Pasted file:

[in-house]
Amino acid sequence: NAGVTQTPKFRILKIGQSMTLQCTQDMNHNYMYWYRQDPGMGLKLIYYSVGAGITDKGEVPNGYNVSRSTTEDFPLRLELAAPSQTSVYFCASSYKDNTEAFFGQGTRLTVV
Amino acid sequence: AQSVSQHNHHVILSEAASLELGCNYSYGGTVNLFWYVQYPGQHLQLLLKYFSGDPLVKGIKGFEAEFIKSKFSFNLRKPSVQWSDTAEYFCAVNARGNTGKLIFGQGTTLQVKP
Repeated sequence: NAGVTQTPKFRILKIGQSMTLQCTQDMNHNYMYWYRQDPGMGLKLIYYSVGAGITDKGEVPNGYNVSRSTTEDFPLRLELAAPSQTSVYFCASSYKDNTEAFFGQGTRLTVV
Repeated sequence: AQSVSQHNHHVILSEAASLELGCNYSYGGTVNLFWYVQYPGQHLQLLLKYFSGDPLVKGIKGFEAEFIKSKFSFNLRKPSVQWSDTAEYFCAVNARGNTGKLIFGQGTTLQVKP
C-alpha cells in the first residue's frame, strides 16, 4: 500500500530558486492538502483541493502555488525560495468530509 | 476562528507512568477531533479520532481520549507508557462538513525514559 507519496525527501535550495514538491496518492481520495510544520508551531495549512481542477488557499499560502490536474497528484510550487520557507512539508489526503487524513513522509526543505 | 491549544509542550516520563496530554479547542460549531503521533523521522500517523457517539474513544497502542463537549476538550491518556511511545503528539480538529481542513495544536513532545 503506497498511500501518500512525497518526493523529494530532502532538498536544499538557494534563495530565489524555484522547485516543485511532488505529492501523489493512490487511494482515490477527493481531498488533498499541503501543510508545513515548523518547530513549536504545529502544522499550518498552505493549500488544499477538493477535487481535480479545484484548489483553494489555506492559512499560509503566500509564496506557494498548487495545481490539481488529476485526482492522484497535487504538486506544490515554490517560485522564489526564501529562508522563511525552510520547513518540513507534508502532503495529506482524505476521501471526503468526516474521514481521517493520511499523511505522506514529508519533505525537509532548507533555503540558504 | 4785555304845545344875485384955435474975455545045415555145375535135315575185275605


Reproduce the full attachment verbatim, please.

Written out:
[in-house]
Amino acid sequence: NAGVTQTPKFRILKIGQSMTLQCTQDMNHNYMYWYRQDPGMGLKLIYYSVGAGITDKGEVPNGYNVSRSTTEDFPLRLELAAPSQTSVYFCASSYKDNTEAFFGQGTRLTVV
Amino acid sequence: AQSVSQHNHHVILSEAASLELGCNYSYGGTVNLFWYVQYPGQHLQLLLKYFSGDPLVKGIKGFEAEFIKSKFSFNLRKPSVQWSDTAEYFCAVNARGNTGKLIFGQGTTLQVKP
Repeated sequence: NAGVTQTPKFRILKIGQSMTLQCTQDMNHNYMYWYRQDPGMGLKLIYYSVGAGITDKGEVPNGYNVSRSTTEDFPLRLELAAPSQTSVYFCASSYKDNTEAFFGQGTRLTVV
Repeated sequence: AQSVSQHNHHVILSEAASLELGCNYSYGGTVNLFWYVQYPGQHLQLLLKYFSGDPLVKGIKGFEAEFIKSKFSFNLRKPSVQWSDTAEYFCAVNARGNTGKLIFGQGTTLQVKP
C-alpha cells in the first residue's frame, strides 16, 4: 500500500530558486492538502483541493502555488525560495468530509 | 476562528507512568477531533479520532481520549507508557462538513525514559 507519496525527501535550495514538491496518492481520495510544520508551531495549512481542477488557499499560502490536474497528484510550487520557507512539508489526503487524513513522509526543505 | 491549544509542550516520563496530554479547542460549531503521533523521522500517523457517539474513544497502542463537549476538550491518556511511545503528539480538529481542513495544536513532545 503506497498511500501518500512525497518526493523529494530532502532538498536544499538557494534563495530565489524555484522547485516543485511532488505529492501523489493512490487511494482515490477527493481531498488533498499541503501543510508545513515548523518547530513549536504545529502544522499550518498552505493549500488544499477538493477535487481535480479545484484548489483553494489555506492559512499560509503566500509564496506557494498548487495545481490539481488529476485526482492522484497535487504538486506544490515554490517560485522564489526564501529562508522563511525552510520547513518540513507534508502532503495529506482524505476521501471526503468526516474521514481521517493520511499523511505522506514529508519533505525537509532548507533555503540558504 | 4785555304845545344875485384955435474975455545045415555145375535135315575185275605